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Hematologic Malignancies Program

Research Highlights: Multiple Myeloma

Ask Dr. Badros

Get answers to your multiple myeloma questions. Ask Dr. Ashraf Badros.

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Note: This is for informational purposes only. Our doctors cannot provide a diagnosis via e-mail.

 

Ashraf Badros, M.D. leads the multiple myeloma treatment team at UMGCC. He has extensive clinical experience in bone marrow transplantation with special interest in multiple myeloma. He was involved in the initial trails of thalidomide and has conducted many clinical trials for treatment of relapsed and refractory multiple myeloma.

Dr. Badros research has focused on evaluation of immunological approaches to eradicate residual myeloma cells in the high-risk setting following autologous stem cell transplantation using natural killer (NK) and interleukin -2 (IL-2) activated cells and non-myeloablative allogeneic donor grafts.

Dr. Badros is involved in the development of targeted novel therapeutics. He has completed a gene therapy trial using G-3039 "Bcl-antisense." He evaluated the use of the proteosome inhibitor "bortezomib" in the newly diagnosed myeloma patients and evaluated the effects of bortezomib on stem cell. Currently, Dr. Badros is evaluating various combinations of novel therapies in multiple myeloma such as Lenalidomide and histone deacetylase inhibitors (SAHA) in relapsed myeloma patients alone and in combinations with dexamethasone and/or bortezomib.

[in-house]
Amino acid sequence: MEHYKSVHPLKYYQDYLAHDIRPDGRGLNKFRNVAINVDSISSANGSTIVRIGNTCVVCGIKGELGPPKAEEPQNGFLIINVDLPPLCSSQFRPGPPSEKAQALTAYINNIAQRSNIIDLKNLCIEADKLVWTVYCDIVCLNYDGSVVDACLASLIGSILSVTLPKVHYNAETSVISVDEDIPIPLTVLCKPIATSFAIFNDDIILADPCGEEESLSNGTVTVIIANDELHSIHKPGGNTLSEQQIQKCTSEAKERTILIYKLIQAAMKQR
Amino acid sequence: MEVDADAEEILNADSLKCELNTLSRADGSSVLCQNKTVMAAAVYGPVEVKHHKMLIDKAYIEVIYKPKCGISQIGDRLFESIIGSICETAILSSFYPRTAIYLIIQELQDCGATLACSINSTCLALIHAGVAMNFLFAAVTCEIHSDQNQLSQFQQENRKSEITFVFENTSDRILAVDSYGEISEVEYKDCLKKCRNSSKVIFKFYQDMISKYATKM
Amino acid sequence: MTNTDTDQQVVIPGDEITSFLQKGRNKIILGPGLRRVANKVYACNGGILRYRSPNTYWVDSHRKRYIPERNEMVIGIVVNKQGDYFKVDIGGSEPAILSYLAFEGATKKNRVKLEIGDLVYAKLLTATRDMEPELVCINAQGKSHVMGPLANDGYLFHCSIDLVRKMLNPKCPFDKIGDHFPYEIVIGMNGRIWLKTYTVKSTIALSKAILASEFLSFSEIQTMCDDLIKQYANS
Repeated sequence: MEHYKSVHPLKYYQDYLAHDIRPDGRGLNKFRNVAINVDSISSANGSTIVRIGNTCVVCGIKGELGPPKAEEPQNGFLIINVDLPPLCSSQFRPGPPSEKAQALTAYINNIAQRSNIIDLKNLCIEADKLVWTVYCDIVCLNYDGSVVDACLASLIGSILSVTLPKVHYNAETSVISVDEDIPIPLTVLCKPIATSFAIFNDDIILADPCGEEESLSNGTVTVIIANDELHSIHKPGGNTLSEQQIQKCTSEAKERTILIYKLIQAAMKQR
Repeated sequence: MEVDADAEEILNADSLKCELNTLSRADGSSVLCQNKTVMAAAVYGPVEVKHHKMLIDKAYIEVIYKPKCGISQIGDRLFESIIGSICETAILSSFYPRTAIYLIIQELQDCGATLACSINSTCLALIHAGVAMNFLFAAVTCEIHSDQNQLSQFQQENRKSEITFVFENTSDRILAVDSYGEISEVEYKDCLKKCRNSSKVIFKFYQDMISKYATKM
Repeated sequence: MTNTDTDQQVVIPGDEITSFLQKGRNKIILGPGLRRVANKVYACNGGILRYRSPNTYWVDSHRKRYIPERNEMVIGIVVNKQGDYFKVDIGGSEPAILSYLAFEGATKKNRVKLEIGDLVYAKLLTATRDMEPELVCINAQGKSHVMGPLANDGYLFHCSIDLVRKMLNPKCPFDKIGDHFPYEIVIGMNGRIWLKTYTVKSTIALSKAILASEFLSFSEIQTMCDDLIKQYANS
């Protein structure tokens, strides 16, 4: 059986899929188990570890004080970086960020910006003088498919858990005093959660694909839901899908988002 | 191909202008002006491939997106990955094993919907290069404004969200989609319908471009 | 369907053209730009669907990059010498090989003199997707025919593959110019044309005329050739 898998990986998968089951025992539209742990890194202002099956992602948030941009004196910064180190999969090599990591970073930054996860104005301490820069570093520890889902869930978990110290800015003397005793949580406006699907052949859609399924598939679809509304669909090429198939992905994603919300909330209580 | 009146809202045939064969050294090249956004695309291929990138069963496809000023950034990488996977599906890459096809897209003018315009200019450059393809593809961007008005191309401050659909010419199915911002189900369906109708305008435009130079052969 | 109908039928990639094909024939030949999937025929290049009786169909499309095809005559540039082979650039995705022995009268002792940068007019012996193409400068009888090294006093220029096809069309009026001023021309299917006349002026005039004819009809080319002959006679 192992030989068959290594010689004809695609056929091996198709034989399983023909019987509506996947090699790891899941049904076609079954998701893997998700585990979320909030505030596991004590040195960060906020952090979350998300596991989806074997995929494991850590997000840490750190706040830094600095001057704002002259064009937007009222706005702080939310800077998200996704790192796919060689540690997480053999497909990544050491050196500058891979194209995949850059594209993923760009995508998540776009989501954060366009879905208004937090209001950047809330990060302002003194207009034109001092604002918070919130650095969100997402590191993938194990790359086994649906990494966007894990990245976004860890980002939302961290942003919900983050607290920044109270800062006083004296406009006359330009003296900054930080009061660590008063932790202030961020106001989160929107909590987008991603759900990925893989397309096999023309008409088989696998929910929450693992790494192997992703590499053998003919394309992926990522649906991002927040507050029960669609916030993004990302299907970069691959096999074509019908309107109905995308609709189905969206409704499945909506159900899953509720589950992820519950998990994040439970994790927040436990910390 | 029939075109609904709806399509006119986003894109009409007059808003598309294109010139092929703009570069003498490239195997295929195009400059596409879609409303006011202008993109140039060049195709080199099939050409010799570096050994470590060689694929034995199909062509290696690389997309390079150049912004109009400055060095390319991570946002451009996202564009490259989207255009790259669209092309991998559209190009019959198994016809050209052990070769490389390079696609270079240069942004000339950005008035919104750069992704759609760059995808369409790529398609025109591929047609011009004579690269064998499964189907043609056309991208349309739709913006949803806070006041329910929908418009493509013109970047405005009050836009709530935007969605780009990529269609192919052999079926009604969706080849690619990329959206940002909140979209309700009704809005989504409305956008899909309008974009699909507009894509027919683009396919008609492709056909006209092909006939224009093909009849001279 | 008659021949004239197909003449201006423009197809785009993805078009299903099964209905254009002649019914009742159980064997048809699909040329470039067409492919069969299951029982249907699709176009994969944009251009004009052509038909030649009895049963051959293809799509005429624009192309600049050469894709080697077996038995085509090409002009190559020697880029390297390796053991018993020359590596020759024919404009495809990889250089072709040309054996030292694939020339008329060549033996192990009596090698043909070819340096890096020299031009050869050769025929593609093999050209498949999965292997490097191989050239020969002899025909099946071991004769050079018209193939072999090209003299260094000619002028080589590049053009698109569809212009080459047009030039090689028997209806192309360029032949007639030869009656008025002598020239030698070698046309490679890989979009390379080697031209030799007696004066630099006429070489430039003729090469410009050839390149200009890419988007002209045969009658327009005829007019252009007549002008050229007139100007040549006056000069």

Vitamin D Deficiency in Patients with Multiple Myeloma

Dr. Badros's latest research (reported at the 11th International Myeloma Workshop in Kos, Greece, June, 2007) describes the first report of vitamin D deficiency and secondary hyperparathyroidism in multiple myeloma patients.

"This is practically important today as the use of bisphosphonates is limited to two years, due to side effects with prolonged use. We recommend that patients should have vitamin D levels checked and supplementation instituted to correct any deficiencies. We emphasize the need for higher daily supplementation of 1000 IU of vitamin D, rather than the standard recommendation for 400 IU daily dose. The study also addressed the role of bone turnover markers in patients receiving bisphosphonates and its implications for patients who developed osteonecrosis of the jaw," says Dr. Badros.

See Dr. Badros's Publications

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This page was last updated on: July 10, 2007.


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